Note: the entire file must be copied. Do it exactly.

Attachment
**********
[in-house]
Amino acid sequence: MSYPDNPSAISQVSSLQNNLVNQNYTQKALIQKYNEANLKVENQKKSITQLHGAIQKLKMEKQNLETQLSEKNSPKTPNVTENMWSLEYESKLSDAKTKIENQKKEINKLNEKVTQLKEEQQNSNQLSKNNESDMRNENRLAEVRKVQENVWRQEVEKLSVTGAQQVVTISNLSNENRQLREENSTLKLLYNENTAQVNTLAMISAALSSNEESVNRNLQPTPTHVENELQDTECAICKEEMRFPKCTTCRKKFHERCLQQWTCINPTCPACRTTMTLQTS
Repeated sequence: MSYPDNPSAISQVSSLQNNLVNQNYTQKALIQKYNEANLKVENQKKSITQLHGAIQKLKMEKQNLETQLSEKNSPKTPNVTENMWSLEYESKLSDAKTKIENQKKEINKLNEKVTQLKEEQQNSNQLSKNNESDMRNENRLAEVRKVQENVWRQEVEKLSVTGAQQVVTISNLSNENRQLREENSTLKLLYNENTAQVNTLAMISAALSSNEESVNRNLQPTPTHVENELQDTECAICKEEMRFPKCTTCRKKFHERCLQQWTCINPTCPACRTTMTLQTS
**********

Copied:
[in-house]
Amino acid sequence: MSYPDNPSAISQVSSLQNNLVNQNYTQKALIQKYNEANLKVENQKKSITQLHGAIQKLKMEKQNLETQLSEKNSPKTPNVTENMWSLEYESKLSDAKTKIENQKKEINKLNEKVTQLKEEQQNSNQLSKNNESDMRNENRLAEVRKVQENVWRQEVEKLSVTGAQQVVTISNLSNENRQLREENSTLKLLYNENTAQVNTLAMISAALSSNEESVNRNLQPTPTHVENELQDTECAICKEEMRFPKCTTCRKKFHERCLQQWTCINPTCPACRTTMTLQTS
Repeated sequence: MSYPDNPSAISQVSSLQNNLVNQNYTQKALIQKYNEANLKVENQKKSITQLHGAIQKLKMEKQNLETQLSEKNSPKTPNVTENMWSLEYESKLSDAKTKIENQKKEINKLNEKVTQLKEEQQNSNQLSKNNESDMRNENRLAEVRKVQENVWRQEVEKLSVTGAQQVVTISNLSNENRQLREENSTLKLLYNENTAQVNTLAMISAALSSNEESVNRNLQPTPTHVENELQDTECAICKEEMRFPKCTTCRKKFHERCLQQWTCINPTCPACRTTMTLQTS